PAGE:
Warning Cookies are used on this site to provide the best user experience. If you continue, we assume that you agree to receive cookies from this site. OK

Temple Deposits in Early Dynastic Egypt

The case of Tell Ibrahim Awad

Willem van Haarlem
Publication Year:
227 pages, Illustrated throughout in colour and black and white. 10 tables, 91 figures (16 in colour), 41 plates
BAR number:


This book offers an extensive discussion of the several types of deposits (mainly consisting of votive objects like human and animal figures, model boats and shrines, mace heads and jewellery) found in the Early Dynastic temple of Tell Ibrahim Awad, in the Eastern Nile Delta of Egypt. The introduction presents a general description of the site, its geographical and historical context and a specific description of the successive temple layers (between 3300 and 1950 BC). This is followed by a detailed discussion of the votives themselves (material, production, meaning, ritual presentation) and other objects (ceramics, animal bones, lithic tools and temple decorations) found in the deposits, the rituals with which they were associated and comparisons with finds from other sites in Egypt and abroad (Syria/Palestine and Mesopotamia). Images and a detailed catalogue of the objects are also included in the volume.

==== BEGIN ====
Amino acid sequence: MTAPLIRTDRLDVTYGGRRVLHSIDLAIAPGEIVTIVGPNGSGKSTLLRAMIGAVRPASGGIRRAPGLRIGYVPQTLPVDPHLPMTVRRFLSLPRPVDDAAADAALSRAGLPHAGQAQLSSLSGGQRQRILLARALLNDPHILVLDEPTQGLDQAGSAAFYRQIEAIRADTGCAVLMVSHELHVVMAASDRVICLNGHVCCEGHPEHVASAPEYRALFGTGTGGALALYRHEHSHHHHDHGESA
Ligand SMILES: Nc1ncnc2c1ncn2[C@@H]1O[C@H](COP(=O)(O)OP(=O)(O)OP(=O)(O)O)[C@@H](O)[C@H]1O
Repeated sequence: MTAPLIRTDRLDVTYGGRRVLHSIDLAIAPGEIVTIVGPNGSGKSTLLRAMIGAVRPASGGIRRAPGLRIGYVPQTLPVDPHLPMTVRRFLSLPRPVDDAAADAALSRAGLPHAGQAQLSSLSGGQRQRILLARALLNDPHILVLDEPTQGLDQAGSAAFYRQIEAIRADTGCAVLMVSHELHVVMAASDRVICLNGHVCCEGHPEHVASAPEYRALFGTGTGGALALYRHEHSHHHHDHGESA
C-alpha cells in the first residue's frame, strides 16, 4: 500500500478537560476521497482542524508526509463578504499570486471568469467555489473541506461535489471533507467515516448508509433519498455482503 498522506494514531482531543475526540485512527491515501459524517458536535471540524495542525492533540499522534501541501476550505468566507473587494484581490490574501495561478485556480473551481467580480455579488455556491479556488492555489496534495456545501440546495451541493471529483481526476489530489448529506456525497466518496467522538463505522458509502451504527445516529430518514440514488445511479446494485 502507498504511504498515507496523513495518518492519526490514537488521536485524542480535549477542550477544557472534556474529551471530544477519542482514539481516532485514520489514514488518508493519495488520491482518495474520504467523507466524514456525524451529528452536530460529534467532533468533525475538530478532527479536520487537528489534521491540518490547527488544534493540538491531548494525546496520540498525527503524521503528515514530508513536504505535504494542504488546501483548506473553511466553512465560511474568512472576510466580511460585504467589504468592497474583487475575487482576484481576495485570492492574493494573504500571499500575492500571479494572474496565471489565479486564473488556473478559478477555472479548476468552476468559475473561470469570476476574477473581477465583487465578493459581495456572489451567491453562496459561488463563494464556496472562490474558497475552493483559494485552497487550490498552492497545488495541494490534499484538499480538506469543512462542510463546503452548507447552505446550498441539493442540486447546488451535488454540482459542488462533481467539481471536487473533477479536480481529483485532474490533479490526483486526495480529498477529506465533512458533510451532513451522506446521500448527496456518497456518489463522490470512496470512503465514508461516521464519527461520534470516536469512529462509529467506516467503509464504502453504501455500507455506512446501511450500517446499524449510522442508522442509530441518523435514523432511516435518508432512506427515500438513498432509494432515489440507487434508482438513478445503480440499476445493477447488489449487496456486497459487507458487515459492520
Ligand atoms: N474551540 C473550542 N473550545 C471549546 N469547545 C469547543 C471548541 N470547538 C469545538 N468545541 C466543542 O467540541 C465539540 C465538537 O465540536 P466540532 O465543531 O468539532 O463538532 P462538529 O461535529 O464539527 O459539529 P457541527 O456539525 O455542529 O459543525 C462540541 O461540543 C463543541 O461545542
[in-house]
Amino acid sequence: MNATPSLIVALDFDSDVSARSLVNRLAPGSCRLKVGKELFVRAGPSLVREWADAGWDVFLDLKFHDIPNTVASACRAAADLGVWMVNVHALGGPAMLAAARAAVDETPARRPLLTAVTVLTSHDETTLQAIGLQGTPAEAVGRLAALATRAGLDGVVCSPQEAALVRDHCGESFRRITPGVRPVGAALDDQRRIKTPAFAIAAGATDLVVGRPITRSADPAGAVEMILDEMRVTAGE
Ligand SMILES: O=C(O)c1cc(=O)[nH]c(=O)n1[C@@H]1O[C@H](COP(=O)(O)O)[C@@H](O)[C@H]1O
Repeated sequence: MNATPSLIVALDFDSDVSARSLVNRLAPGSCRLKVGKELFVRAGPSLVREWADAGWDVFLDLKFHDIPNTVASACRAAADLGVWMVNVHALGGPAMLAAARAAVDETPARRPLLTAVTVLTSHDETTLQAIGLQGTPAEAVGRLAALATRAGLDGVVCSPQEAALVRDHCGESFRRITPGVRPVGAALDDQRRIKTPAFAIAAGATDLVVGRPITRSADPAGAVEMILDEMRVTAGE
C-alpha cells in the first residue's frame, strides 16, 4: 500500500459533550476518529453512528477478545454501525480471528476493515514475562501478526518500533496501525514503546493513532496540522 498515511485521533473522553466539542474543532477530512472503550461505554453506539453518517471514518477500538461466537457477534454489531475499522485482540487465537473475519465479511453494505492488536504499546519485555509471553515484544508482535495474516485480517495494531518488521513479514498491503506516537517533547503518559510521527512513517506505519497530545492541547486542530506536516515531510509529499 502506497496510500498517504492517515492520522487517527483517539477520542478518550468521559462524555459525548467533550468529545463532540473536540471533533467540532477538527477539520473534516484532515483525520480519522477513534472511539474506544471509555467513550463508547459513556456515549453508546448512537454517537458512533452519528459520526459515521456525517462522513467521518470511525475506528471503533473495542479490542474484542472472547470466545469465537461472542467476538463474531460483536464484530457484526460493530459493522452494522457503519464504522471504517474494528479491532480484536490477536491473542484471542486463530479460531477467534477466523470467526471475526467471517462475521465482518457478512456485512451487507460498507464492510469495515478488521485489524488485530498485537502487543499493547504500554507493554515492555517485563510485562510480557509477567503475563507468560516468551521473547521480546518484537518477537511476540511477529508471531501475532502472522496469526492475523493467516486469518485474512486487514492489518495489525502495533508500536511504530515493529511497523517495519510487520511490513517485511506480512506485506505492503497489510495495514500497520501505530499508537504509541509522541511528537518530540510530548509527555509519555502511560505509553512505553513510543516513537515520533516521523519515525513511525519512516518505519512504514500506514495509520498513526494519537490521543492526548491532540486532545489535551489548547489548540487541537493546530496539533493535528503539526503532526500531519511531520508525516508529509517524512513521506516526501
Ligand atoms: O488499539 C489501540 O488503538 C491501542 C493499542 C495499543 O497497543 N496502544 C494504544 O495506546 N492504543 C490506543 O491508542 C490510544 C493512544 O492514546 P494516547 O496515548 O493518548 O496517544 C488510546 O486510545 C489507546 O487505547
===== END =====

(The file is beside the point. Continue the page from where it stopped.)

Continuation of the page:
Willem van Haarlem studied Egyptology at the University of Amsterdam. In 1989, he became Curator of the Egyptian Department of the Allard Pierson Museum in Amsterdam. From 1991 to 2014, he was director of the excavations at Tell Ibrahim Awad in Egypt. In 2014, he earned a PhD from the University of Leiden.

‘The vast majority of the data presented is new, and it is all of the highest possible value to the subject area. … The book represents a very important contribution to knowledge in the field of Egyptology/Egyptian archaeology, as well as to the understanding of ancient complex societies in the broader sense.’ Prof. Mary-Ann Pouls Wegner, University of Toronto

‘[This] material is of importance for Delta research and for “provincial temples”. It … [will] make a nice contribution for specialists in the field, but also for people interested in general votive activities in Egypt.’ Prof. Dr. Julia Budka, Ludwig Maximilian University of Munich

Table of Contents (S2931_9781407353678_ToC.pdf, 207 Kb) [Download]

Introduction (S2931_9781407353678_Introduction.pdf, 5,262 Kb) [Download]